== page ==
Magazine article Techniques

COMMON CAREER TECHINCAL CORE: Common Standards, Common Vision for CTE

Magazine article Techniques

COMMON CAREER TECHINCAL CORE: Common Standards, Common Vision for CTE

Article excerpt

In June 2012, the National Association of State Directors of Career Technical Education Consortium (NASDCTEc) completed the development of the Common Career Technical Core (CCTC) - a state-led initiative to ensure that career and technical education (CTE) programs are consistent and high quality across the United States. Forty-two states, Washington, DC, and Palau participated in the development of the CCTC, common program-level standards for secondary and postsecondary CTE. The multistep process incorporated input at various stages from approximately 3,500 individuals representing K- 12 education, business and industry, and higher education from across the nation.

We all have heard the stories, seen the statistics and read the books - dramatic changes in the global economy have required our nation to shift its approach to education and workforce training. And we know the United States needs to do more to maintain its competitive edge. This is why CTE has never been more important in addressing the issues that our nation is facing. As a system that has always been responsive to the changing needs of the economy, CTE draws its content and focus from the workplace. This responsiveness has resulted in CTE continuing to innovate and adapt. This latest phase of evolution, the development of common standards for CTE, required that this innovation and adaptation happen in a cohesive and coordinated way to ensure that collectively the United States can compete and succeed in the global economy.

Leading Change

This is not the first time GTE has transformed to keep pace with society and the economy. In the early 1900s, GTE made significant shifts from the agrarian-based economy to the booming industrial age. GTE programs helped to train individuals who boosted our nation into the 20th century. As technology in the workforce advanced, so did GTE. It is the nature of GTE to constantly evolve.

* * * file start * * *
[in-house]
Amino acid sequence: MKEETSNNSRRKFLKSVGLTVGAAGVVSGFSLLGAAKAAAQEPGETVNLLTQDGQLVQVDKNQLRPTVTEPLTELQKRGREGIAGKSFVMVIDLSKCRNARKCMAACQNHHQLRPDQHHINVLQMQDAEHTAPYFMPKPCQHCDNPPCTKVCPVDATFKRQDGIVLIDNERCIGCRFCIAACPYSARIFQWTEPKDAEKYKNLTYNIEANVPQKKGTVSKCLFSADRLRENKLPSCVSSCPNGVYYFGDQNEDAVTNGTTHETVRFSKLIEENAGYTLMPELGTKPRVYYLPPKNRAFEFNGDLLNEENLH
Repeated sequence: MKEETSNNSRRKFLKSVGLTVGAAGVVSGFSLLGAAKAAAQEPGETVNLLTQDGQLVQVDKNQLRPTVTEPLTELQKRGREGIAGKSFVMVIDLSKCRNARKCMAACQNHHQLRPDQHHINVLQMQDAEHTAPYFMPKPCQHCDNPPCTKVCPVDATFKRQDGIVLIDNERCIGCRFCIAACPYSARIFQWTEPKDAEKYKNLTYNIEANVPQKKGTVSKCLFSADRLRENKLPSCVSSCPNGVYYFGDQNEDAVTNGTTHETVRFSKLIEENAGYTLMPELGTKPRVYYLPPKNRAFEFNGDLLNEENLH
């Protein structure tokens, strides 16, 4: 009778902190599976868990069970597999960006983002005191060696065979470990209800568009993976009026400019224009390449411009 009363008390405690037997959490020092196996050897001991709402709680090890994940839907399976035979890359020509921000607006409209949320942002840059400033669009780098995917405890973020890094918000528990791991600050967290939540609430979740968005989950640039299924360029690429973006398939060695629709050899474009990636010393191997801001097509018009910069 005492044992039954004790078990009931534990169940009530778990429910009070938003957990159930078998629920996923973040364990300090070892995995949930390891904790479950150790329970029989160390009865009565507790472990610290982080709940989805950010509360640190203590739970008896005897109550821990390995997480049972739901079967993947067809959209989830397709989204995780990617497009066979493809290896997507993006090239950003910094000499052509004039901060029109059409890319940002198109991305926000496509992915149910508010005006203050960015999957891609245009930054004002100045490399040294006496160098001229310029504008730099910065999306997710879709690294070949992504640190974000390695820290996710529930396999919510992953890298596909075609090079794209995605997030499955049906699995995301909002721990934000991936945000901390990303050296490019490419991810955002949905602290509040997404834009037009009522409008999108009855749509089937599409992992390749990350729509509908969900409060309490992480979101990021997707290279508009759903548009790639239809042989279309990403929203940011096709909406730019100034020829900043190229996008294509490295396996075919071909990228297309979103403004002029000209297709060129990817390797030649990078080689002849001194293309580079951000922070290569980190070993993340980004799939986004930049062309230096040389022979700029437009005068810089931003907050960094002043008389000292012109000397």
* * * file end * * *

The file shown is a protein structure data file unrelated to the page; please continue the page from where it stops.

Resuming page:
GTE continued to morph as we entered the 21st century. In 2000, NASDGTEc's Board of Directors unanimously agreed to respond to a grant solicitation from the U.S. Department of Education. The grant was designed to support the development of Knowledge and Skills Statements for the federally identified 16 Career Clusters.(TM) The Board's move was the impetus for GTE state directors across the nation to band together and support the development of the career clusters - a common organizing framework for CTE programs nationwide. Further, this decision demonstrated the leadership of states, through the NASDGTEc board, to unite toward a greater national cause.

In essence, that decision by NASDCTEc in 2000 was the first state-led initiative to define common expectations for GTE. To date, all states have adopted the career clusters as an organizing tool for CTE.

However, implementation varies from state to state because the adoption guidelines allowed states to adapt the career clusters to suit their state economic and workforce needs. While the career clusters initiative definitely advanced the image, scope and expectations of GTE, it did not fully address consistency across states and the challenges brought forth by the emerging global economy.

A New Vision

In 2009, NASDCTEc recognized it was time to revisit the conversation about common expectations for GTE. Economic, social and political winds had shifted since the first attempt to establish commonality among CTE programs. In the spring, NASDGTEc began to chart CTE's journey through "Reflect, Transform, Lead: A New Vision for Career Technical Education," which can be found at www.careertech.org/careertechnical-education/cte-vision.html.

This new vision recognizes GTE as an important national resource to ensure that the United States remains competitive in the global economy. Moreover, the vision sets expectations for CTE and promotes specific policy and programmatic action steps to achieve the vision, including a call for common GTE standards. …

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